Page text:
ABA Journal

Civil Rights

4328 ABA Journal Civil Rights articles.

Weekly Briefs: Bias suit against Trump lawyer resolved; Montana no longer defies court order over birth certificates

Trump lawyer resolves rap-music bias suit

Alina Habba, a lawyer for former President Donald Trump, has resolved a race- and gender-bias lawsuit largely based on the rap music that she…

Feds drop charges against judge accused of helping immigrant evade ICE custody

Federal prosecutors have dropped charges against a Newton, Massachusetts, judge accused of helping an immigrant evade a courthouse arrest by immigration officials.

Strip search by transgender guard violated inmate’s religious rights, 7th Circuit says

A federal appeals court ruled Friday for a Muslim inmate in Wisconsin who claimed that his religious rights were violated by strip searches conducted by a transgender prison guard.

Suit filed on behalf of migrants flown to Martha’s Vineyard alleges these constitutional, legal violations

A class action lawsuit filed Tuesday on behalf of at least 50 asylum-seekers alleges that their flight from Texas to Martha’s Vineyard in Massachusetts violated constitutional protections, federal statutes and tort law.

Roula Allouch is leading efforts to stop cyberbullying and discrimination

Roula Allouch thinks about young people in her community whenever her civil rights work starts to feel daunting. “Working with youth helps refocus and recenter me on the reason that we’re doing it all: to make things better for the generation coming after us,” says Allouch. “I don’t want the next generation of Arab-American kids and Muslim youth to be dealing with those same challenges.”

Weekly Briefs: ABA supports marriage equality law; Stanford offers new model for legal ed loans

ABA president calls on Senate to support Respect for Marriage Act

ABA President Deborah Enix-Ross is calling on members of the U.S. Senate to vote for the Respect for Marriage…

Montana defies judge’s order to allow transgender people to change birth certificates, at least for now

The Montana Department of Public Health and Human Services is refusing, for now, to go along with a judge’s order to allow transgender people to change their birth certificates.

Supreme Court requires Yeshiva University to recognize LGBTQ student club as state court review continues

The U.S. Supreme Court on Wednesday refused to block a trial judge’s order requiring Yeshiva University to recognize an LGBTQ student club at its undergraduate campus while litigation continues.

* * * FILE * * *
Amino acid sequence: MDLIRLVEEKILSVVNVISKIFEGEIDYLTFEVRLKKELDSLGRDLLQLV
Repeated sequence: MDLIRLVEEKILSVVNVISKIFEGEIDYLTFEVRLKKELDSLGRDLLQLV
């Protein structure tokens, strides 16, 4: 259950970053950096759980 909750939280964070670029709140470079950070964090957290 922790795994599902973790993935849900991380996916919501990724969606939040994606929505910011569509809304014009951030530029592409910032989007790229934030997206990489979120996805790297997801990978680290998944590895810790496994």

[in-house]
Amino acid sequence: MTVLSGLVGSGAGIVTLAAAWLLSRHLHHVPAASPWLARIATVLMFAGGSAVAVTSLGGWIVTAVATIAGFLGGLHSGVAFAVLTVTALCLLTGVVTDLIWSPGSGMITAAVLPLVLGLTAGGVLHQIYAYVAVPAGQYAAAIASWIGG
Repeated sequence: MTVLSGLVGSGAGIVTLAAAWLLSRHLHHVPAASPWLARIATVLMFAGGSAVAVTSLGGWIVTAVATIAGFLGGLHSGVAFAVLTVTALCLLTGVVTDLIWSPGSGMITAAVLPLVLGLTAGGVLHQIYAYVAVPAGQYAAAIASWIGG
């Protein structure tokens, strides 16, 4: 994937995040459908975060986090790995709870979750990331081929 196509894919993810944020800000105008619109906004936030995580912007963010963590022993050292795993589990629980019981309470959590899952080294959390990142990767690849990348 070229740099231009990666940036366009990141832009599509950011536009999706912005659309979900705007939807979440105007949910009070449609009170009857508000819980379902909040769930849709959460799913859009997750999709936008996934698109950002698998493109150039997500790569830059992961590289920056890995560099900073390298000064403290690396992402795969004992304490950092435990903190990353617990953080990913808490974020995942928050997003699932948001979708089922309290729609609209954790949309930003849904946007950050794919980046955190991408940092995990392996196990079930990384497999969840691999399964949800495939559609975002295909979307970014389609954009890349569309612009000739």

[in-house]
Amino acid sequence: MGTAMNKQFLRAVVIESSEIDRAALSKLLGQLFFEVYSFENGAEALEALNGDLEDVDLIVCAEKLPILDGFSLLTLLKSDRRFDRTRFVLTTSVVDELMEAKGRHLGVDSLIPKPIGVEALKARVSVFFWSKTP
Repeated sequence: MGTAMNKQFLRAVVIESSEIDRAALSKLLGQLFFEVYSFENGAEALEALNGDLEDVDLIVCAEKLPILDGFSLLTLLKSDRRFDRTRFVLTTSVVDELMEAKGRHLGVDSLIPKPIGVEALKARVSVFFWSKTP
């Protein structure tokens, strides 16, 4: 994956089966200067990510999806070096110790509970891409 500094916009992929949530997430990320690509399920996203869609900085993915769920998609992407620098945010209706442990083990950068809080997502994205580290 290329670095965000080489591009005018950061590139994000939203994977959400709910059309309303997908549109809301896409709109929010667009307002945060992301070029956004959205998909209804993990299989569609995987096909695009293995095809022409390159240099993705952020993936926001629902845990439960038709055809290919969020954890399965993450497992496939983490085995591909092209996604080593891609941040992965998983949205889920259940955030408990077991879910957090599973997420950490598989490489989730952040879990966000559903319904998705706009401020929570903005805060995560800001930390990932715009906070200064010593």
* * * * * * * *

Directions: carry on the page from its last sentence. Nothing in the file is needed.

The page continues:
Use of term ‘noncitizen’ is ‘unfortunate trend in caselaw,’ 9th Circuit judge says

A federal appeals judge used a concurrence to criticize his colleagues for using the word “noncitizen” instead of the statutory term “alien” in an immigration opinion last week.

Sotomayor stays order requiring Yeshiva University to allow LGBTQ student club

U.S. Supreme Court Justice Sonia Sotomayor on Friday stayed an order that required Yeshiva University to recognize an LGBTQ student club at its undergraduate campus.

Advocates are helping Afghans apply for asylum and other immigration relief with ABA assistance

Freshta Kohgadai fled with her family from Kabul, Afghanistan, to the United States in the late 1980s. When she discovered the ABA Scholarship for Legal Advocates—a new program that aims to increase the culturally and linguistically competent pro bono services available to Afghan arrivals—she knew she had to apply.

9th Circuit upholds ban on conversion therapy for minors in First Amendment challenge

Washington state’s ban on conversion therapy for minors does not violate the First or 14th Amendments, a federal appeals court ruled on Sept. 6.

Weekly Briefs: DOJ urges SCOTUS to turn down citizenship case; cop asks second justice to block vaccine mandate

Don’t accept citizenship case, DOJ tells SCOTUS

The U.S. Department of Justice filed a brief Monday urging the U.S. Supreme Court to deny review in a case on citizenship rights…

As Justice Alito steps out from the shadows, some see a more aggressive persona emerge

When Justice Samuel Alito was nominated to the U.S. Supreme Court in 2005, he was portrayed as cautious, respectful of precedent, quiet, methodical and reasonable. That has changed, now that the high court has a six-justice conservative bloc.

Law prof’s suit against law school alleges race and gender discrimination, family status bias

A federal lawsuit alleging race, gender and disability discrimination was filed Friday against the University of Michigan and its law school by a law professor who is Black and a single mother.

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